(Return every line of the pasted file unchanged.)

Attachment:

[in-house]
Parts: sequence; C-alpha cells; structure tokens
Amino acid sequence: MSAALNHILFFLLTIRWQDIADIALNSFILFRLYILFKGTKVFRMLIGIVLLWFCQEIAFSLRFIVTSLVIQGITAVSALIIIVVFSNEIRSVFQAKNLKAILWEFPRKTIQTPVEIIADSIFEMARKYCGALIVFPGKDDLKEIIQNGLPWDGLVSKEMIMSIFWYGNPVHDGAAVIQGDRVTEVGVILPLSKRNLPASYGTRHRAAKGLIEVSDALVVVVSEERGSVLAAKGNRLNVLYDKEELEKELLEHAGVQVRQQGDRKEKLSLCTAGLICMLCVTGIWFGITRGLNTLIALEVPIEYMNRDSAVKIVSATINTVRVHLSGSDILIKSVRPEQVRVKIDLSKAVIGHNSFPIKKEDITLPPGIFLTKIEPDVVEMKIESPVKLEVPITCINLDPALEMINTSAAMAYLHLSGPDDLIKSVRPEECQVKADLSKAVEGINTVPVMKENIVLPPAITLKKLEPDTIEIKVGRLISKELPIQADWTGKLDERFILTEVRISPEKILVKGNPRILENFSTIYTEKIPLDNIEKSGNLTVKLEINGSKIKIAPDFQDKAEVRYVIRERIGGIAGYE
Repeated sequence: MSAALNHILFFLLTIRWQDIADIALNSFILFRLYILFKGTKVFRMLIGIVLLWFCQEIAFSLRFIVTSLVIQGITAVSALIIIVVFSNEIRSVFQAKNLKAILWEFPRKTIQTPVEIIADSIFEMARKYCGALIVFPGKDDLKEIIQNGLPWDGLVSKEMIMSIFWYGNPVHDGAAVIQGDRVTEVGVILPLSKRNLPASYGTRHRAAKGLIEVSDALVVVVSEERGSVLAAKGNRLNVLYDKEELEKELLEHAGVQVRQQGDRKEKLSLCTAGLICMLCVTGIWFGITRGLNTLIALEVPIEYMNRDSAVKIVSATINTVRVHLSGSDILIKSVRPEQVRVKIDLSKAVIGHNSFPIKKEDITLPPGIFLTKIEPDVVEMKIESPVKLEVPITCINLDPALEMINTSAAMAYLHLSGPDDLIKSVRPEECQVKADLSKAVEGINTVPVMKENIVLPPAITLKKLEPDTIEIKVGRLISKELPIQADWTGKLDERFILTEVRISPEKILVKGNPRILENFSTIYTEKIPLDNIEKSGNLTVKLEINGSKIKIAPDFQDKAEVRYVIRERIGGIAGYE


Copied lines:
[in-house]
Parts: sequence; C-alpha cells; structure tokens
Amino acid sequence: MSAALNHILFFLLTIRWQDIADIALNSFILFRLYILFKGTKVFRMLIGIVLLWFCQEIAFSLRFIVTSLVIQGITAVSALIIIVVFSNEIRSVFQAKNLKAILWEFPRKTIQTPVEIIADSIFEMARKYCGALIVFPGKDDLKEIIQNGLPWDGLVSKEMIMSIFWYGNPVHDGAAVIQGDRVTEVGVILPLSKRNLPASYGTRHRAAKGLIEVSDALVVVVSEERGSVLAAKGNRLNVLYDKEELEKELLEHAGVQVRQQGDRKEKLSLCTAGLICMLCVTGIWFGITRGLNTLIALEVPIEYMNRDSAVKIVSATINTVRVHLSGSDILIKSVRPEQVRVKIDLSKAVIGHNSFPIKKEDITLPPGIFLTKIEPDVVEMKIESPVKLEVPITCINLDPALEMINTSAAMAYLHLSGPDDLIKSVRPEECQVKADLSKAVEGINTVPVMKENIVLPPAITLKKLEPDTIEIKVGRLISKELPIQADWTGKLDERFILTEVRISPEKILVKGNPRILENFSTIYTEKIPLDNIEKSGNLTVKLEINGSKIKIAPDFQDKAEVRYVIRERIGGIAGYE
Repeated sequence: MSAALNHILFFLLTIRWQDIADIALNSFILFRLYILFKGTKVFRMLIGIVLLWFCQEIAFSLRFIVTSLVIQGITAVSALIIIVVFSNEIRSVFQAKNLKAILWEFPRKTIQTPVEIIADSIFEMARKYCGALIVFPGKDDLKEIIQNGLPWDGLVSKEMIMSIFWYGNPVHDGAAVIQGDRVTEVGVILPLSKRNLPASYGTRHRAAKGLIEVSDALVVVVSEERGSVLAAKGNRLNVLYDKEELEKELLEHAGVQVRQQGDRKEKLSLCTAGLICMLCVTGIWFGITRGLNTLIALEVPIEYMNRDSAVKIVSATINTVRVHLSGSDILIKSVRPEQVRVKIDLSKAVIGHNSFPIKKEDITLPPGIFLTKIEPDVVEMKIESPVKLEVPITCINLDPALEMINTSAAMAYLHLSGPDDLIKSVRPEECQVKADLSKAVEGINTVPVMKENIVLPPAITLKKLEPDTIEIKVGRLISKELPIQADWTGKLDERFILTEVRISPEKILVKGNPRILENFSTIYTEKIPLDNIEKSGNLTVKLEINGSKIKIAPDFQDKAEVRYVIRERIGGIAGYE